Latest Articles

  • Are New York’s PNOLC Draft Regulations Too Restrictive?

    By:
    R. Gregory Roberts, Esq., Jennifer S. White, Esq., and Jeremy P. Gove, Esq.
    |
    Jan 1, 2018
    On May 5, 2017, the New York State Department of Taxation and Finance (the “Department”) released its long-awaited draft regulations (the “Draft Regulations”) regarding the computation of the prior net operating loss conversion (“PNOLC”) subtraction. Initial comments to the Draft Regulations were due Aug. 3, 2017; however, the Department continues to review comments.
  • Employee Stock Ownership Plans: Exploring Opportunities for Business Owners

    By:
    Kevin Jennings, ABV, CVA and Carla Klinger
    |
    Jan 1, 2018
    An employee stock ownership plan (ESOP) is a qualified retirement plan under IRC section 401(a) that is nondiscriminatory and provides transition opportunities for a company’s owners. But an ESOP is not for everyone—the company must be robust and produce sufficient cash flow to cover the expenditures associated with an ESOP.  
  • Choice of Entity

    By:
    Dean L. Surkin, JD, LLM
    |
    Jan 1, 2018
    When entering a new business transaction (or significantly changing an existing one), clients should consider their choices of entity and business structure. They must consider the requirements of the business, the extent or liability protection, and the tax effects, and we, as their principal tax advisors, should work closely with their attorneys in making informed choices.
  • Accounting Methods for Construction Contracts

    By:
    Joseph Molloy, CPA
    |
    Jan 1, 2018
    New York City is in the middle of its biggest office construction building boom in three decades, and residential spending—which includes spending on new construction as well as alterations and renovations—is projected to reach $11.6 billion in 2018, according to a New York Building Congress analysis of multiple data sources.
  • The Tax Cuts and Jobs Act: What Practitioners Need to Know

    By:
    Ben Lederman, CPA
    |
    Dec 1, 2017
    Coming into its first year, the Trump administration set two major goals—one, to repeal or replace the Affordable Care Act (ACA), also known as Obamacare, and two, to reform the tax code, primarily through tax cuts. After failing to pass ACA repeal several times, Congress and the Trump administration have moved on to tax reform. 

  • How Will the Trump Administration Impact Estate Taxes and Medicaid Benefits for Long-Term Care?

    By:
    Anthony J. Enea, Esq.
    |
    Dec 1, 2017
    While it still remains to be seen which specific legislative policies the Trump administration will enact, a repeal of the federal estate tax may be very likely if Congress passes tax reform or tax cuts.  
  • With Tax Reform Uncertainty, Roth Conversions Need a Tremendous Amount of Confidence

    By:
    David M. Barral, CPA/PFS, CFP
    |
    Dec 1, 2017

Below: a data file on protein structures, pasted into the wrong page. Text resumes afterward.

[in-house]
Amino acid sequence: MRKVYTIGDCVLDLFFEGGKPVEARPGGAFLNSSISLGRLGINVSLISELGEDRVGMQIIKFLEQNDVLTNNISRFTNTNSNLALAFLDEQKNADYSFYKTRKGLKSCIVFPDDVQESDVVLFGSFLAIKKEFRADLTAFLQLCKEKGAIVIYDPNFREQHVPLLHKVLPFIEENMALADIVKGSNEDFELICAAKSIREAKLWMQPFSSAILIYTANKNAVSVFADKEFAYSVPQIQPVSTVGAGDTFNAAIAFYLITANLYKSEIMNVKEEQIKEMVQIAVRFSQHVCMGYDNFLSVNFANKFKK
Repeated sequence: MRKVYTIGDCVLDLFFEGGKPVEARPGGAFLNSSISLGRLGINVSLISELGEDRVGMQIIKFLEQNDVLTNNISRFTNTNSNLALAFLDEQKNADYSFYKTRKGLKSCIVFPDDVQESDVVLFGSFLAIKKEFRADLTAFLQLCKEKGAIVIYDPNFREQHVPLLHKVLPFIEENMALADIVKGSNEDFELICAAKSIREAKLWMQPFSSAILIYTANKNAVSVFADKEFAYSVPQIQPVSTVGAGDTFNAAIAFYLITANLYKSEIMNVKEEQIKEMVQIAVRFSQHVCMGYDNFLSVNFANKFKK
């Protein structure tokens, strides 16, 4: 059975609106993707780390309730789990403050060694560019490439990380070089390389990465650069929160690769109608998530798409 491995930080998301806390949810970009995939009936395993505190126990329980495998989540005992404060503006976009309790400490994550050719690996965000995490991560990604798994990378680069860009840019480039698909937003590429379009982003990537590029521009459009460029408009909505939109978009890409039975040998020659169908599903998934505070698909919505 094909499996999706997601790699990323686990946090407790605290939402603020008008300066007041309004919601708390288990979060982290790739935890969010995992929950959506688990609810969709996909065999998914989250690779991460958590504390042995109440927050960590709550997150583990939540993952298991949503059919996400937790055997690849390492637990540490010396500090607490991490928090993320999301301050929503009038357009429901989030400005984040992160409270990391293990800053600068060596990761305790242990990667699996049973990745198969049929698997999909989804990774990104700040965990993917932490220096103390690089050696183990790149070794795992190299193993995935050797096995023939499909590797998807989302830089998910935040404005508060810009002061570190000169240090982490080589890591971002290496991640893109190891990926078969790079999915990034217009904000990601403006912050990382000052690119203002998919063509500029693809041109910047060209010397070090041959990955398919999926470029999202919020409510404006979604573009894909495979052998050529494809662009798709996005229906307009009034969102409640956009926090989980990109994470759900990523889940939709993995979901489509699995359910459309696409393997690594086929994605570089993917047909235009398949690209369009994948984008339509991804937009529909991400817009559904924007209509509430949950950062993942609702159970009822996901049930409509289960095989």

Tax reform has been on every tax professional’s mind—even more so as we approach year-end. Without any certainty of where we’re heading and when any changes will take effect, tax planning for clients has become increasingly difficult. It is a particularly difficult decision for those contemplating a Roth conversion, which can carry with it a hefty tax bill. 
  • Divorce and Taxes

    By:
    Stewart Berger, CPA
    |
    Dec 1, 2017

    In the United States, there is a divorce every 36 seconds—or about 876,000 per year. The average marriage lasts approximately eight years before a couple gets divorced. Most people who get divorced, however, do not know the tax consequences or ramifications.

  • The Current State of Leveraged Partnership Structures and Liability Allocations

    By:
    Jorge Otoya, CPA and Jim Dubeck
    |
    Nov 1, 2017
    One of the many benefits of using partnerships to conduct business is that a partner can include its allocable share of partnership liabilities in the tax basis of its partnership interest (“outside basis”). 
  • Tax Court Declines to Follow Revenue Ruling 91-32 in Grecian Magnesite Mining Case

    By:
    Ari Berk, Jim Calzaretta, Paul Epstein, JD, LLM (taxation) and Christine Piar, JD
    |
    Nov 1, 2017
    After a three-year period following the trial and briefs from the taxpayer and the IRS, during which the Obama administration each year sought legislation ratifying the IRS’s position in Revenue Ruling 91-32, the Tax Court has finally issued its opinion declining to follow the ruling.
Tax Quote
 

“The problem is not that the people are taxed too little. The problem is that government spends too much.” 

– Ronald Reagan

*Outside the Box is a new addition to the TaxStringer featuring important articles on financial and investment management topics by top authors who have expertise both inside and outside the realm of taxation.

 

 

Interested in writing for the TaxStringer? Click here for Submission Guidelines and contact TaxStringer@nysscpa.org.


 
Views expressed in articles published in Tax Stringer are the authors' only and are not to be attributed to the publication, its editors, the NYSSCPA or FAE, or their directors, officers, or employees, unless expressly so stated. Articles contain information believed by the authors to be accurate, but the publisher, editors and authors are not engaged in redering legal, accounting or other professional services. If specific professional advice or assistance is required, the services of a competent professional should be sought.